30/10/2016 - Ephesians 1:19 ‘His incomparably great power for us who believe’
Paul goes to town with this. He is praying that, right at the core of their being, the Christians in Ephesus will know just how amazing God’s power is ‘for us who believe.’ He uses four different words for power to convey a sense of how comprehensive and awesome that power is. He tells us that it is the same power that raised Jesus from the dead and put him way above every other power that ever existed - and he did it for us.
It would be easy to feel the burden of responsibility here. If God has put this amazing power within us, shouldn’t we be out there regularly seeing powerful miracles as demonstrations of that power? What are we meant to be doing with this power? The ‘power’ could end up condemning us!
There is a far more helpful way of seeing this. Paul always writes to teach us how to live. He sets out the wonders of the good news in Christ and asks God to open our eyes to its depths so that we might know the power that is available to us in our everyday challenging situations. On our courses we talk about three factors at work in our lives – nature, nurture and choices. Nature and nurture might conspire to drag us down but we have been set free in Christ to make good choices – and now we have within us the ability to rise above all the odds, to rise above all the forces that would oppose us and to push on in our walk with God. The downward pull of nature and nurture and all manner of spiritual forces might feel like a factor of 99. Our position is Christ might feel like a factor of 1 but in that 1 is more power than in the 99 because Christ is already ‘far above all rule and authority.’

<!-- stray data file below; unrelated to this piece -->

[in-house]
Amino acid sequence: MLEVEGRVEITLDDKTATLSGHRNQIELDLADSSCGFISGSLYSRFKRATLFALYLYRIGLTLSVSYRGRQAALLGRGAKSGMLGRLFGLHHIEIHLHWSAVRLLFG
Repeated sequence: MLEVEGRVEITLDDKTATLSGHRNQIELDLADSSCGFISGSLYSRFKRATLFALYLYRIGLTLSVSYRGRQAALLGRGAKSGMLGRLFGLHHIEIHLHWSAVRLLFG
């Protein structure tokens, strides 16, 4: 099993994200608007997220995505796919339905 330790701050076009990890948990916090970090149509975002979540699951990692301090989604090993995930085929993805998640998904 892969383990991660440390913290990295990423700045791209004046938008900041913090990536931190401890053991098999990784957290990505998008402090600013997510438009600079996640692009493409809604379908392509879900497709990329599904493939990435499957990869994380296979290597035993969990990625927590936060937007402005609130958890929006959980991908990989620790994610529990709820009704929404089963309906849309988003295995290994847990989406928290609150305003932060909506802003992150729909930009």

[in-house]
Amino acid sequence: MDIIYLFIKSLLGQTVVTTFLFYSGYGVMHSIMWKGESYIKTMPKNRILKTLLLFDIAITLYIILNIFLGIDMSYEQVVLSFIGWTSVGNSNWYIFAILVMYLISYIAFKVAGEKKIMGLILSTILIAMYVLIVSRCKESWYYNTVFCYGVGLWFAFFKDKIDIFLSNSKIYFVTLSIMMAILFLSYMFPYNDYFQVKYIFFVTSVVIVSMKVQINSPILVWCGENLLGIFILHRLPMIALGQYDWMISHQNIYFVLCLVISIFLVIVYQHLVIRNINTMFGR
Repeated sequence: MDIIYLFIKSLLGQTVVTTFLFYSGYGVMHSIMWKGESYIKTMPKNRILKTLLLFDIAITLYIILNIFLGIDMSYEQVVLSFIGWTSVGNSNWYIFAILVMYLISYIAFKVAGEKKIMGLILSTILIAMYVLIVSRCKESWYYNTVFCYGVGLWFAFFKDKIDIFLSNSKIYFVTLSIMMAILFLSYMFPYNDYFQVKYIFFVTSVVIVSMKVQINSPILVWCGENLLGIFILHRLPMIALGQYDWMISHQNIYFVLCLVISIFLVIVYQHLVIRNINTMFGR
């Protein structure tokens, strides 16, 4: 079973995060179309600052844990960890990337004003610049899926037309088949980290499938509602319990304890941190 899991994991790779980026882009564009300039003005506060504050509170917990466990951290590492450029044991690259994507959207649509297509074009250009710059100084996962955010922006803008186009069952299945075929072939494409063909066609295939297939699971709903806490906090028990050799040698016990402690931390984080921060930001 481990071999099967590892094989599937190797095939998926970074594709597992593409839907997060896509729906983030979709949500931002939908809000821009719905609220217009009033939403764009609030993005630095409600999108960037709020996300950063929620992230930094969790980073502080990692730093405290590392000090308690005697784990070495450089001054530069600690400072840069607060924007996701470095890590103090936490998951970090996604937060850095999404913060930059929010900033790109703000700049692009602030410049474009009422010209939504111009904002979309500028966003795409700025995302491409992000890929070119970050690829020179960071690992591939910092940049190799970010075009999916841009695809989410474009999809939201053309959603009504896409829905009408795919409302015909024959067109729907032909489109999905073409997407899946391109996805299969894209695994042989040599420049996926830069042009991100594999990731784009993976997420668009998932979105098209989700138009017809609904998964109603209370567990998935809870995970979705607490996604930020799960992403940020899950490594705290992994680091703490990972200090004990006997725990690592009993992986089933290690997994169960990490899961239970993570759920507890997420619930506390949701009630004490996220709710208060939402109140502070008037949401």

Like Paul, we might be ‘hard pressed on every side’, but because the upward pull is always going to be stronger than the downward we are ‘not crushed’. We might be ‘perplexed, but not in despair; persecuted, but not abandoned; struck down, but not destroyed’ (2 Corinthians 4:8-9). Why? Because of where we are in Christ.
This must go into our everyday, moment by moment lives. Maybe you are facing a massive challenge and you are doing well. Then the Accuser cleverly introduces guilt into the situation, you lose your footing and the whole thing threatens to come tumbling down around you. What to do? Remember that there is no guilt in Christ – and you are there in him. When someone is trying to help you by pointing out how you can grow and you find yourself falling back into defensiveness because you feel bad, consciously see yourself as complete in Christ and thus remove the need for guilt.
That same power that raised Jesus from the dead is strong enough to raise you above collapse and switch off; it can lift your spirits that could so easily go into freefall and depression if left unchecked. It enables you to do something with who you are and what you feel. We are not victims, helpless in the grip of all-powerful emotions or spiritual forces beyond our control. In fact, we are not subject to anything other than the gracious Spirit of God. We are ‘more than conquerors through him who loved us’ (Romans 8:37).
But we must choose. There is an open door before us. We go through it by choosing to do what is right and all the power that raised Jesus from the dead flows into that situation to make the good thing happen. We might not feel like it, we might doubt even whether it is possible but we make the choice – and God does the rest. To explore these thoughts further listen to John's talk, 'Incomparably great power', on 30.10.2016.
See comments below: On 3/11/2016 Kathryn wrote: Thank you, John. That verse would sometimes make me feel guilty, but in this context I can use it to remind myself that I can rise above guilt too as that is not what the Lord wants for me - & His power in me will help me do that.